Dotcom promises 50GB for every user on Mega

Dotcom promises 50GB for every user on Mega

Summary: As the launch of his new cloud storage service draws near, Kim Dotcom is promising users who sign up to Mega 50GB of free storage each.

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TOPICS: Cloud, Security
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Outspoken Megaupload founder Kim Dotcom has teased some of the features of his new cloud storage service Mega, just days out from launch.

The teaser page for Mega.
(Screenshot by Josh Taylor/ZDNet)

Late last year, Dotcom outed his plans for a new cloud storage site, which would be "bigger, better, faster, stronger, [and] safer" than the original, to be launched on the 20th of January — the one-year anniversary of his arrest and the shutdown of Megaupload by US authorities.

With preparations underway for the launch, Dotcom has revealed some of the planned features, including giving 50GB of free storage to every user.

Dotcom tweeted that he was also looking to give former Megaupload premium users a premium status on Mega, but he said that lawyers had advised him that it was not possible. He also asked the Electronic Frontier Foundation to help Megaupload users get access to their files on Megaupload.

Dotcom was originally going to use the URL me.ga for the storage site, but shortly after the announcement, the government of Gabon objected to the use of the me.ga domain. Dotcom then said that New Zealand will be the home of Mega, with mega.co.nz registered through Melbourne-based domain registrar Instra.

"New Zealand will be the home of our new website: Mega.co.nz," Dotcom tweeted. "Powered by legality and protected by the law."

Dotcom also said that he would be ordering servers in Germany, where "they don't do the puppet dance for the White House."

Topics: Cloud, Security

About

Armed with a degree in Computer Science and a Masters in Journalism, Josh keeps a close eye on the telecommunications industry, the National Broadband Network, and all the goings on in government IT.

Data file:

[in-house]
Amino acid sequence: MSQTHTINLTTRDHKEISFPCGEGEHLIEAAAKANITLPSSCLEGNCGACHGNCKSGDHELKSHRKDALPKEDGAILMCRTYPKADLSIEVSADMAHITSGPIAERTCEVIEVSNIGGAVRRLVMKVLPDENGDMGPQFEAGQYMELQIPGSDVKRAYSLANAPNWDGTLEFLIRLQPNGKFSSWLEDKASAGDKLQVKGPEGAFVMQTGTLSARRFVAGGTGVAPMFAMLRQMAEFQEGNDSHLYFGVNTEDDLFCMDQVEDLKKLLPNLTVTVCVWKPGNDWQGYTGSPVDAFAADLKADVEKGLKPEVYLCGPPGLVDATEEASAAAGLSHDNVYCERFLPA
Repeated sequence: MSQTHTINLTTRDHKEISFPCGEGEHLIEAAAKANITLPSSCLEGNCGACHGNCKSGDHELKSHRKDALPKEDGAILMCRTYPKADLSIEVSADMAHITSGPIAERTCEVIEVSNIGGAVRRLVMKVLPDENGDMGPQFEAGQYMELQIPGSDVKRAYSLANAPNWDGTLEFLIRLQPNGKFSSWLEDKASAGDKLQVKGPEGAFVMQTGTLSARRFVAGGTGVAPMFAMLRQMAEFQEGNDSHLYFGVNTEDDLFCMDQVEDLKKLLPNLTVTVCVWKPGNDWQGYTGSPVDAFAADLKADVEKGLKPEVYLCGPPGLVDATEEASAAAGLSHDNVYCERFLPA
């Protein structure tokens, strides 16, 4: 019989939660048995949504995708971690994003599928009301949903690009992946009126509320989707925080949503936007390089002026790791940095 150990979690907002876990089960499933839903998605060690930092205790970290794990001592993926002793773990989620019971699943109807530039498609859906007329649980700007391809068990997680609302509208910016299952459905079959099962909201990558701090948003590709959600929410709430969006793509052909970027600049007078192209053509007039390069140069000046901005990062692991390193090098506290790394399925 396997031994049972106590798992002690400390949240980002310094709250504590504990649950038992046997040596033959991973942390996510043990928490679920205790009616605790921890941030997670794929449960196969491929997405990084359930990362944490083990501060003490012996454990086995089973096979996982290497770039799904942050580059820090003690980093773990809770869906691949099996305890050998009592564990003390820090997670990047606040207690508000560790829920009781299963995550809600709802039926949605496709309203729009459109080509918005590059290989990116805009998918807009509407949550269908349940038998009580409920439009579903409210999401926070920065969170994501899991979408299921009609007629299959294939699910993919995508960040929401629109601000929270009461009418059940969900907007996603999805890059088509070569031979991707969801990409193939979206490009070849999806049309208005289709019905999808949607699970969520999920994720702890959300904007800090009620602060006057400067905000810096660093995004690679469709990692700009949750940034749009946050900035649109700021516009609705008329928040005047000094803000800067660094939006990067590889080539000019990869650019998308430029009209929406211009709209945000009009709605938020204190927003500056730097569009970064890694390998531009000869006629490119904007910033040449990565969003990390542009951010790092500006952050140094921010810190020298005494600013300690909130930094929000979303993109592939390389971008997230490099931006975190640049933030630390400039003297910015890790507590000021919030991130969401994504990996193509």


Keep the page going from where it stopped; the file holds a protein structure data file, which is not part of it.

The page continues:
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8 comments
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  • 50GB free for every user

    And 50GB of data confiscated by the US DOJ
    zjhauri
    • So

      the US DOJ took your data, where, why?
      RickLively
    • Always look forward to

      the Tin Hat crowd checking in.
      harry_dyke
  • Hmm

    I don't think a URL that when spoken as though it were written phonetically says "Mega Cons" is the best idea for ole Kim.
    bbell37968@...
    • Hah

      Well spotted!
      Josh Taylor
  • Woo!... Hang on Adrive has offered that for ages...

    They've also now included iOS and android apps for basic(free) users and online document editing... the only registration info is an email address; I have three accounts that store compressed and split system images. What more do we get here?
    MarknWill
  • Dotcom

    I don't think I'd be willing to let him manage my pocket fluff collection, much less anything else that's more important.
    M.R. Kennedy
  • This fills a need. I'm onboard.

    I've been moving toward client-side-encryption based cloud storage. I think this do nicely.

    Could the Feds take it down? Well, the US Gov could inappropriately take action against any legal cloud service. That risk is borne no matter where you store your data. I can't stop my government from making choices that violate the spirit + letter of the law. I can, however, align my interests with those who stand against that.

    Encrypting data before it's uploaded should have already been the standard for upload services. Dotcom's service is simply filling the obvious need and would be by default, superior.
    beau parisi